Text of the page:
I can’t think of specifically when it happened, but more and more often, when my daughter speaks? Whenever she says anything? She’s adopted? A sense of upspeak? And it’s making me bananas. I mean, it is rampant.
Me: Yes, my peach.
She: The other day? At school? This girl? In my class? Well, I wanted to use the chalk? But she? Pushed the box? Closer to the…
Me: *holds a hand up* Ava Scarlett, my darling, this upspeak? Is a problem. Are you asking me something, or are you telling me something?
She: I’m telling you something.
Me: Well, everything you say sounds like a question. When we ask? Our inflection rises at the end of a sentence. If you’re telling me something, then just say it. Otherwise, you sound as if you don’t know your own mind, or that you’re not sure about what you have to say.
She: I do know what I want to say.
Me: Oh, good… so you’re not an idiot, then?
She: *furrows brow*
Me: Then sound as if you know what you’re talking about. It’s important. And look at a person when you’re speaking to them, so they know what you have to say is important to you.
She: *calmly and slowly* Okay. So at school. This girl. She’s in my class…
I’m making a special effort to get down on her level and face her squarely when she’s telling me things. I know, in part, it’s because she’s trying to get my full attention. Upspeak has a way of peaking a person’s interest, because of it’s question-like lilt – it engages another person, because it sounds as if participation is required. If you ask me something, I will respond. It’s a way of capturing another’s attention. But, it’s also a manner of speaking that becomes habit-forming. And these things don’t curb themselves.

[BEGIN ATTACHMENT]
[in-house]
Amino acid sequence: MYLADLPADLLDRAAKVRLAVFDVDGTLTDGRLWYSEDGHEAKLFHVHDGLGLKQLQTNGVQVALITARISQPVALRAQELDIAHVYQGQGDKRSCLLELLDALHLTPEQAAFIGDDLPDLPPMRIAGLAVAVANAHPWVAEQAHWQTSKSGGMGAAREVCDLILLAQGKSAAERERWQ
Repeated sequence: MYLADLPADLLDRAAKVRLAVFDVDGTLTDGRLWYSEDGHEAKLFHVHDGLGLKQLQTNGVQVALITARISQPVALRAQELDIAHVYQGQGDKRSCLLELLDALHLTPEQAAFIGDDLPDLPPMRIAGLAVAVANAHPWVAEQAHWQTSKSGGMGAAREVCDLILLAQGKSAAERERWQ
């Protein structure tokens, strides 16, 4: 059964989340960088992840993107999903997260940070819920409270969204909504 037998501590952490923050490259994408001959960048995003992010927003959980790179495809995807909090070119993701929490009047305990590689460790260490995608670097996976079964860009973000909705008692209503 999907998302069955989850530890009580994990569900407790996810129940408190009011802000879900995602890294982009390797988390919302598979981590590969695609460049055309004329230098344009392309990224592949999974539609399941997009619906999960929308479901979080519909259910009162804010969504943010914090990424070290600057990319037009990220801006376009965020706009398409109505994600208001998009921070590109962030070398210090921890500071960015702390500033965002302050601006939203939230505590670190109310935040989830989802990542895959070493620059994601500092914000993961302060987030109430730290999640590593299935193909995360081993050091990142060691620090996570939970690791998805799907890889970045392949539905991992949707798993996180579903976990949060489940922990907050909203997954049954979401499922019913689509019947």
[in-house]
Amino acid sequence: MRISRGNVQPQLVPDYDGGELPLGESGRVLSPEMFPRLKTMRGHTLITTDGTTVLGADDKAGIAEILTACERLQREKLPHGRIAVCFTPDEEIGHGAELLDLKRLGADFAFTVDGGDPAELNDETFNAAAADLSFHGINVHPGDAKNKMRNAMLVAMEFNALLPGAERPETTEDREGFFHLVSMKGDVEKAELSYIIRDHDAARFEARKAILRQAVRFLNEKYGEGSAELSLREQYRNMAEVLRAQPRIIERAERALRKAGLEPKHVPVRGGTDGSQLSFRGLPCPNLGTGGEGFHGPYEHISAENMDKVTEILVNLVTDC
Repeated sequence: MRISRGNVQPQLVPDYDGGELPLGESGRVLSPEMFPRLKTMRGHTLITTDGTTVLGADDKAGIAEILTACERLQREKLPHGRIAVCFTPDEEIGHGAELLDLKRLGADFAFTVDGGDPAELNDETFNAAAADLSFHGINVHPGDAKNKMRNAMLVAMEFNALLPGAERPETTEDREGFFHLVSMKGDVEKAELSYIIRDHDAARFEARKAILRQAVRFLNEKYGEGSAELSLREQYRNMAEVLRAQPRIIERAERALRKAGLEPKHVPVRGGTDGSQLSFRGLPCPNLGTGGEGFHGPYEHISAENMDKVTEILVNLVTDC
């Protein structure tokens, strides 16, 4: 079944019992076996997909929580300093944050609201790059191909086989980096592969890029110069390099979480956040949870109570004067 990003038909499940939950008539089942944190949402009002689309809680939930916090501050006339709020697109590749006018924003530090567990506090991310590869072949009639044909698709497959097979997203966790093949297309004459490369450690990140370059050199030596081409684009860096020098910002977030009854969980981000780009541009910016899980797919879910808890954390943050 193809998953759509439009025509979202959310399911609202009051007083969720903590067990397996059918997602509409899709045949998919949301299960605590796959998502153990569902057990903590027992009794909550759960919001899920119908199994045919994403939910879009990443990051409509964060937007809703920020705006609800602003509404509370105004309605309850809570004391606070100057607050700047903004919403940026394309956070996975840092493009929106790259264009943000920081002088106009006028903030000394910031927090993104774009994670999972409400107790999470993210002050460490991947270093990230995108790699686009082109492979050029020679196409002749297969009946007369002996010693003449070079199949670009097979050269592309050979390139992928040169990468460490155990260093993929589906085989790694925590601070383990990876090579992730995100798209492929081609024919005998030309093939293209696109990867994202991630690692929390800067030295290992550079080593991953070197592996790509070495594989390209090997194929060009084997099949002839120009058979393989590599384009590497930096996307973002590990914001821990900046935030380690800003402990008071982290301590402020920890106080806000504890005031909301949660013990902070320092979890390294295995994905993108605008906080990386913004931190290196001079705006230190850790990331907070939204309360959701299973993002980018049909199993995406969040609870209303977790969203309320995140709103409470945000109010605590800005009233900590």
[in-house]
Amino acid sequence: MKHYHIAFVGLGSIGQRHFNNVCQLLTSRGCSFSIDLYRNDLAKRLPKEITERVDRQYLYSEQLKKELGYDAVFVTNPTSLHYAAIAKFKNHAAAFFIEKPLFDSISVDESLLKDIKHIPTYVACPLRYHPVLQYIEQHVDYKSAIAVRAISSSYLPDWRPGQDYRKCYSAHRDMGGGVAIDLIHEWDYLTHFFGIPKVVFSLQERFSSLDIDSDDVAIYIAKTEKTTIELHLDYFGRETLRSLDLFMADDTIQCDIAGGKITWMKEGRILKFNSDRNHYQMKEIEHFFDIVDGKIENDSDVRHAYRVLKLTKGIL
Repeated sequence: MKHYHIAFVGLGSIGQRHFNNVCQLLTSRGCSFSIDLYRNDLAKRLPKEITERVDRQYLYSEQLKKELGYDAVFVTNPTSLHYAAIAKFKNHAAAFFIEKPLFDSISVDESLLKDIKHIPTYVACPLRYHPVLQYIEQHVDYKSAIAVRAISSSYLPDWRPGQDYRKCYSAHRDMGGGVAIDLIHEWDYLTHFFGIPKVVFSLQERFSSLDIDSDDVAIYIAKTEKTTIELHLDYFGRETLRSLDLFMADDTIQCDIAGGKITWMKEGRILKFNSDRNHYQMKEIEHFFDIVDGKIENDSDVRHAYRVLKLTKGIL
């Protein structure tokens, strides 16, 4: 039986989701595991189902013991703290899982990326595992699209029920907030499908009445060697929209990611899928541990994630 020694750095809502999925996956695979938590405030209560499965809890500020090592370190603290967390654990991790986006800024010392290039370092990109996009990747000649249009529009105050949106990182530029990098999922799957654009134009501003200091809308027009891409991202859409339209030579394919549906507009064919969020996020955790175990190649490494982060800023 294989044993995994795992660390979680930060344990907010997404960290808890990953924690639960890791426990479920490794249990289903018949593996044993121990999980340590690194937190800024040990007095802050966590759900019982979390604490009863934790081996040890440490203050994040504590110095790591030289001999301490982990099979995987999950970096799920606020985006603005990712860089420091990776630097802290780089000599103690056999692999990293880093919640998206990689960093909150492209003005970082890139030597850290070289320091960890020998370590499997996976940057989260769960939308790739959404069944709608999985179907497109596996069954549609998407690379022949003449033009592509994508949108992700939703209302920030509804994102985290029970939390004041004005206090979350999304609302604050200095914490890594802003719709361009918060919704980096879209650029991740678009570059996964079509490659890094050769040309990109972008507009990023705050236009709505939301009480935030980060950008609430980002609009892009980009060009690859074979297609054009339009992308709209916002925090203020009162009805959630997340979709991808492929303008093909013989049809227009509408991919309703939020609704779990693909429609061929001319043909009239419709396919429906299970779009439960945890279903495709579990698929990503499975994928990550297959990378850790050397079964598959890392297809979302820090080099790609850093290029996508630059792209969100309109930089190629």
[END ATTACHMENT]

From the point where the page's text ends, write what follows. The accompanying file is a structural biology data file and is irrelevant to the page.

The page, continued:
For the past few weeks, at almost every turn, I have to interject her verbal-spillage with, “Are you asking me something?” to which she almost always answers, “No, I’m telling you something.” Mmm-hmm.
Oliver formed similar verbal habits around this same age, I remember. I was relentless about quashing that, as much as I still am about reminding them not to interject the word “like” as a pause, every time they open their mouths.
Language is a living, breathing thing, and the ways in which we speak, the rise and fall of our voices, and our cadences, are colloquial and often geographical. There are ways to punch up your conversation, by using humour, or inflection, or swear words, or whatever. But I hate to see a child’s manner of speaking become lazy or spoiled, before they’ve even learned all the words. I wish for them to sound mindful.
So I’m all over them about it. And they kind of hate me for it… but they’ll thank me one day, I hope.